judith and her maidservant with the head of holofernes
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The stoic figures of Judith and her maidservant, however, are trademarks of Artemisia’s own work. Holofernes’ grisly end was just one of many stories that inspired her brutal depictions of resolute young females conquering male adversaries. No source material communicated female resilience quite so adeptly as the Book of Judith. When the Assyrians lay siege to the city Bethulia, the widow Judith captivated general Holofernes with her beauty. The enemy commander dropped his guard, invited the young lady into his tent, and fell into a deep, drunken sleep, allowing Judith to saw his head off and becoming fodder for thousands of morbid Baroque paintings.
Judith and Her Maidservant is one of four paintings by the Italian baroque artist Artemisia Gentileschi that depicts the biblical story of Judith and Holofernes.  This particular work, executed in about 1623 to 1625, now hangs in the Detroit Institute of Arts.  The narrative is taken from the deuterocanonical Book of Judith, in which Judith seduces and then murders the general Holofernes. This precise moment illustrates the maidservant Abra wrapping the severed head in a bag, moments after the murder, while Judith keeps watch. The other three paintings are now shown in the Museo di Capodimonte in Naples, the Palazzo Pitti in Florence, and the Musee de la Castre, Cannes. 
Much like her father, Gentileschi’s style in the formative years of her career followed that of Caravaggio, mirroring his methods of dark shadows and overall execution.  The artist utilized dramatic forms of chiaroscuro, most notably across Judith’s half-lit face, her hand shielding the glow of the candle. Jesse M. Locker expresses this particular painting’s definitive qualities that quintessentially represent the dramatization within baroque art.  Vivid tones of color, ranging from Judith’s golden dress to the deep crimson curtain, contribute to an elemental component that is unique to Gentileschi’s style, unlike Caravaggio.  The shadow cast on Judith’s face resembles a crescent moon which is a symbol of Artemis, a reoccurring connection the artist made between the female figures.  Artemisia’s Judith is always seen with a weapon at the ready.  Gentileschi painted the figures and components of the composition with a strong sense of realism. Art historian Mary Garrard attributes this detailed attention to the influence of the Caravaggesque style. The dramatic lighting, playing with the limited glow from the candle and dense shadows, builds tension in the scene.  The style of this composition is compared to Adam Elsheimer’s Judith Slaying Holofernes, with the tenebristic lighting from the single candle and the drapery at the top corner of the canvas.  The dramatically shadowed crossing of Judith’s arms connects to the manner and style of Simon Vouet’s Temptation of St. Francis, along with the theme of sexual power.  There is still much debate over the specific date in which this painting was created, however most scholars secure it within the mid-1620’s.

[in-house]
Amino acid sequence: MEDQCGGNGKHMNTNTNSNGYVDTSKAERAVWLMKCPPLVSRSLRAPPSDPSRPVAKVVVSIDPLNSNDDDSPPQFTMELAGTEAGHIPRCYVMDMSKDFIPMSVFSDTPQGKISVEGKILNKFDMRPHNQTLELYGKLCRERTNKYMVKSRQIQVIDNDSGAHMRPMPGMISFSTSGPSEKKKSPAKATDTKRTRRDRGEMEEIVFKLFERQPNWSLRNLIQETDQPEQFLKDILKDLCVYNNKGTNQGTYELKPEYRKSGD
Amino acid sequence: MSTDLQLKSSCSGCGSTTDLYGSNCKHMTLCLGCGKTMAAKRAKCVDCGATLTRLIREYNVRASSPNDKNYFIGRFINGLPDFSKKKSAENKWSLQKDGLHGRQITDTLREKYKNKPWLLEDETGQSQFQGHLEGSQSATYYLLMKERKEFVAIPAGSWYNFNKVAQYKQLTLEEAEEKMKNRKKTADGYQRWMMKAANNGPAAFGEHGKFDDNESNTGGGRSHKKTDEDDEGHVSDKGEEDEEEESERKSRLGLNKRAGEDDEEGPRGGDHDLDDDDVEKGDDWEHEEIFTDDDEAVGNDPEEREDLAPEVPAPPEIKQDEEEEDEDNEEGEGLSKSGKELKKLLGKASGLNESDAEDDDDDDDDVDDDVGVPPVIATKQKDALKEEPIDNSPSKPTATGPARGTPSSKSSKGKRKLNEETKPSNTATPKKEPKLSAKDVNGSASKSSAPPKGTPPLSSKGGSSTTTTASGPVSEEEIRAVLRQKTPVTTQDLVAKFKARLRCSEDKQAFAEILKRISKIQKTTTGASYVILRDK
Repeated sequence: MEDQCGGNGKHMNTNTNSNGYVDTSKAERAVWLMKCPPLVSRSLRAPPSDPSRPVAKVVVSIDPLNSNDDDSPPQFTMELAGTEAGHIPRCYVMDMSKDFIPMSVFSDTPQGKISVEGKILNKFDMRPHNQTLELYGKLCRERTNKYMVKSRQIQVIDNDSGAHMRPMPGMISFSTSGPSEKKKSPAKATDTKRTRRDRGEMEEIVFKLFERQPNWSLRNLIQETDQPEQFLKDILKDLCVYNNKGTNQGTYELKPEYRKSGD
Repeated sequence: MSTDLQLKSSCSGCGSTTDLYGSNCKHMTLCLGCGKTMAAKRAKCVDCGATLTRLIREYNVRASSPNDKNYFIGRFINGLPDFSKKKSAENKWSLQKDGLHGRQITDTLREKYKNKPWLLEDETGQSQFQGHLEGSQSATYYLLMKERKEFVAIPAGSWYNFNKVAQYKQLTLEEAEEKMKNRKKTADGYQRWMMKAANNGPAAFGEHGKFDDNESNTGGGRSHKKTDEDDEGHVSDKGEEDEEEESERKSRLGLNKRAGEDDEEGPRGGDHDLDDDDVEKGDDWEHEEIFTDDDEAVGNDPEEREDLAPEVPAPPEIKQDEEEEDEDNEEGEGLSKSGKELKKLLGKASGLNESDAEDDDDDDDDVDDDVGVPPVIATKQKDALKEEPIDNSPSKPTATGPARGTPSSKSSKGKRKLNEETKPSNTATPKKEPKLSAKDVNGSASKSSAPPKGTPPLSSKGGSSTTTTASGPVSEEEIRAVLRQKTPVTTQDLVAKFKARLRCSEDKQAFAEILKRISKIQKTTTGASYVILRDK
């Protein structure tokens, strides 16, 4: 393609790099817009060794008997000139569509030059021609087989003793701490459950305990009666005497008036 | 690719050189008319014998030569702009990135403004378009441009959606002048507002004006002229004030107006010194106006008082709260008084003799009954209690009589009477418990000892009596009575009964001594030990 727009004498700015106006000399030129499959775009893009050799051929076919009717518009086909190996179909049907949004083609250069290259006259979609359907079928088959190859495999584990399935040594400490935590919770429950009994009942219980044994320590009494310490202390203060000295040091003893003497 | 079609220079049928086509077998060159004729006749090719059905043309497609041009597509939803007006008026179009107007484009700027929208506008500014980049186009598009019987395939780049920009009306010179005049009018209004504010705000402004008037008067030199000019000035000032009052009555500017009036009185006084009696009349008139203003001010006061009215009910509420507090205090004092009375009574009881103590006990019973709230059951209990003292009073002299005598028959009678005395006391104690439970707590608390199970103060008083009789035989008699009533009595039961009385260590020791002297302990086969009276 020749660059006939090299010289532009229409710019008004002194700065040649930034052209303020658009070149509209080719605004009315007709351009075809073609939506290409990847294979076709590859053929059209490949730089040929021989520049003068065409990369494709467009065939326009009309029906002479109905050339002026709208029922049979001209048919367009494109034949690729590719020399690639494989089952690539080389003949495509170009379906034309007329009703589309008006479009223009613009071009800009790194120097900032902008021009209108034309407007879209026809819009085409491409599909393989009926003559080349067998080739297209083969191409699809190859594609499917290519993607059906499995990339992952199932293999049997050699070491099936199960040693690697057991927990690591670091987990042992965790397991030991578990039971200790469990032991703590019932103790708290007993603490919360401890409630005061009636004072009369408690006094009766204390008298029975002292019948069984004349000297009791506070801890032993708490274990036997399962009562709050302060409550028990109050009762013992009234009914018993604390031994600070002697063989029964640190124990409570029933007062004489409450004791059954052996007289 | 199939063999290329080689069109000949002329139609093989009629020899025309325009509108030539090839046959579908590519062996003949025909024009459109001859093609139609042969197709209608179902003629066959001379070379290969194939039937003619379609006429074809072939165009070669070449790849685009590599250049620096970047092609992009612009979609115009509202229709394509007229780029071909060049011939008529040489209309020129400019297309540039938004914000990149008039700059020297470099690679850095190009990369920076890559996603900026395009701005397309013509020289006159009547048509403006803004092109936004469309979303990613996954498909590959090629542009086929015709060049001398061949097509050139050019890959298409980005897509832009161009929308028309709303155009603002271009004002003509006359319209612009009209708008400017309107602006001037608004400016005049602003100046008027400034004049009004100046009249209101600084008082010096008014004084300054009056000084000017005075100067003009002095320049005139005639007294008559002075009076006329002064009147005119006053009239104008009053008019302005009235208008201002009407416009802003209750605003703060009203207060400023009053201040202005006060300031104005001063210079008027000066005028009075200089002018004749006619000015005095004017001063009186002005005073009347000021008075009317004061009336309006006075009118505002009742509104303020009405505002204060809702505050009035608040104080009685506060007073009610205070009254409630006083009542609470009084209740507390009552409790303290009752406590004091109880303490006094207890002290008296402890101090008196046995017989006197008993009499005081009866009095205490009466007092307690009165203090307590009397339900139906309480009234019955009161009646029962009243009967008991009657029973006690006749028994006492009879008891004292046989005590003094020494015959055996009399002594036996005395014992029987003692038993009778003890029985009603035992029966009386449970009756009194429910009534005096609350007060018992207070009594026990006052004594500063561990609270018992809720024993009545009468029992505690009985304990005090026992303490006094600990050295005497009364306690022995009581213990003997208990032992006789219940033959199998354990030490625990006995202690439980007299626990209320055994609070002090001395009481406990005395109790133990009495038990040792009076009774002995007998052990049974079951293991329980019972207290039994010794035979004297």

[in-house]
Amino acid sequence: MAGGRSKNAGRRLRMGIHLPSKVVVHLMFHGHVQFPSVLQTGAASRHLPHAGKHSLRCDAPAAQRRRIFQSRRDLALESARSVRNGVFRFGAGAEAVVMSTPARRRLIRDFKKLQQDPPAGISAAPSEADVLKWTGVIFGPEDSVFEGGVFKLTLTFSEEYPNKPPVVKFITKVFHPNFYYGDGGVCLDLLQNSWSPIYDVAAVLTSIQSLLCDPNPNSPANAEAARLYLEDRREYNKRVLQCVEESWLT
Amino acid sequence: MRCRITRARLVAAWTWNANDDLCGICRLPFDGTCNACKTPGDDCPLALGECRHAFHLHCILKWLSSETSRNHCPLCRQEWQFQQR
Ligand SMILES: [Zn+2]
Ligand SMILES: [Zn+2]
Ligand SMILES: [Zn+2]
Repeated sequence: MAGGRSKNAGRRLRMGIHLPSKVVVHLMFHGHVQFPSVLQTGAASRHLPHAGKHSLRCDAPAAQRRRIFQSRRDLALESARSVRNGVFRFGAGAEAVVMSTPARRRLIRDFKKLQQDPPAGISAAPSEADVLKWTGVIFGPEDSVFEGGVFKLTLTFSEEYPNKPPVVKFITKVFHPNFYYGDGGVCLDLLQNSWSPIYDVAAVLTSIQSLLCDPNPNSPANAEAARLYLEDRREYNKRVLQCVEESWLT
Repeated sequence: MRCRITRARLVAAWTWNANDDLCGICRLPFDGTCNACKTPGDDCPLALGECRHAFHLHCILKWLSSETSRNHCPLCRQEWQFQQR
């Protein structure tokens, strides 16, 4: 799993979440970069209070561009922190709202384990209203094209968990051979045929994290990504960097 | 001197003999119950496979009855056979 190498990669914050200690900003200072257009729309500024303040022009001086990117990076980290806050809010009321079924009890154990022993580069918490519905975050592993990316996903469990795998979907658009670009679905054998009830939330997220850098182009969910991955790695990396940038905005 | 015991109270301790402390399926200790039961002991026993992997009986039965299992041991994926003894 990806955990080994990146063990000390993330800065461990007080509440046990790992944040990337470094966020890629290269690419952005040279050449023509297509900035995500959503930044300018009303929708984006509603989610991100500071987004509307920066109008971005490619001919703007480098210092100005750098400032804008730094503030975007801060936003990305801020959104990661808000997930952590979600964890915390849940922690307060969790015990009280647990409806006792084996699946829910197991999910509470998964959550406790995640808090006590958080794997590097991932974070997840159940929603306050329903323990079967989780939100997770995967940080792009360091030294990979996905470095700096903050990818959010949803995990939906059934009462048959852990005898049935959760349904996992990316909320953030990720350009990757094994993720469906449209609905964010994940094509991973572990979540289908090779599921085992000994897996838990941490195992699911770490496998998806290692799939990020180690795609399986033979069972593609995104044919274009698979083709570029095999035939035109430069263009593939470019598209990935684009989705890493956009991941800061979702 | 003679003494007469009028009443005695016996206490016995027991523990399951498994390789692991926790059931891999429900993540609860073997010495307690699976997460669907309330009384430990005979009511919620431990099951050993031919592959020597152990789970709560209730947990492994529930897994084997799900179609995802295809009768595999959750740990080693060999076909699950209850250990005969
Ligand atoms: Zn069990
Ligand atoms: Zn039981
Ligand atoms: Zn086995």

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It is the suspense, the emotion of the painting and the painter behind it, that sets the scene apart from other religious paintings. Even similar scenes painted by the vaunted Caravaggio seem stiff, detached from the events with almost too much reverence. Gentileschi gave us a different vision, one closer to reality. It has not just a real feeling of revenge, but the thrill of these two characters finding themselves in a position of only being halfway there. Sure, they have his head, but it won’t matter much if they don’t escape.
Artemisia Gentileschi, “Judith and Her Maidservant with the Head of Holofernes”
This picture by Artemisia Gentilleschi of Judith slicing off Holofernes’ head is thought to have been painted shortly after she was raped by the painter she was studying under. 1 Interpreters have thus seen this grisly scene as some sort of reprisal. That might be so but it would not be poetry.
See Artemisia Gentileschi turned a biblical story into a lesson about art and reality